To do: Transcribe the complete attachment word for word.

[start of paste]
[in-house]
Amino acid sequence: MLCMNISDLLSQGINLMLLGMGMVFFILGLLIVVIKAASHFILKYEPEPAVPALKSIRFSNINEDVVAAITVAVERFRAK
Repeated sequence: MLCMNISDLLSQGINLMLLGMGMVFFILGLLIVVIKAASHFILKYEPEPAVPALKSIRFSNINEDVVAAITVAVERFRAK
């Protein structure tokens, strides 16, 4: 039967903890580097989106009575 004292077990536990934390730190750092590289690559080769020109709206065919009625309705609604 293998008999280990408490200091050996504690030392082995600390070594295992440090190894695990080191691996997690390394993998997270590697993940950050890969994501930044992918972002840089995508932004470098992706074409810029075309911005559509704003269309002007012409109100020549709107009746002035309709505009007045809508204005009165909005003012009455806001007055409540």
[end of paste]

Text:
[in-house]
Amino acid sequence: MLCMNISDLLSQGINLMLLGMGMVFFILGLLIVVIKAASHFILKYEPEPAVPALKSIRFSNINEDVVAAITVAVERFRAK
Repeated sequence: MLCMNISDLLSQGINLMLLGMGMVFFILGLLIVVIKAASHFILKYEPEPAVPALKSIRFSNINEDVVAAITVAVERFRAK
């Protein structure tokens, strides 16, 4: 039967903890580097989106009575 004292077990536990934390730190750092590289690559080769020109709206065919009625309705609604 293998008999280990408490200091050996504690030392082995600390070594295992440090190894695990080191691996997690390394993998997270590697993940950050890969994501930044992918972002840089995508932004470098992706074409810029075309911005559509704003269309002007012409109100020549709107009746002035309709505009007045809508204005009165909005003012009455806001007055409540």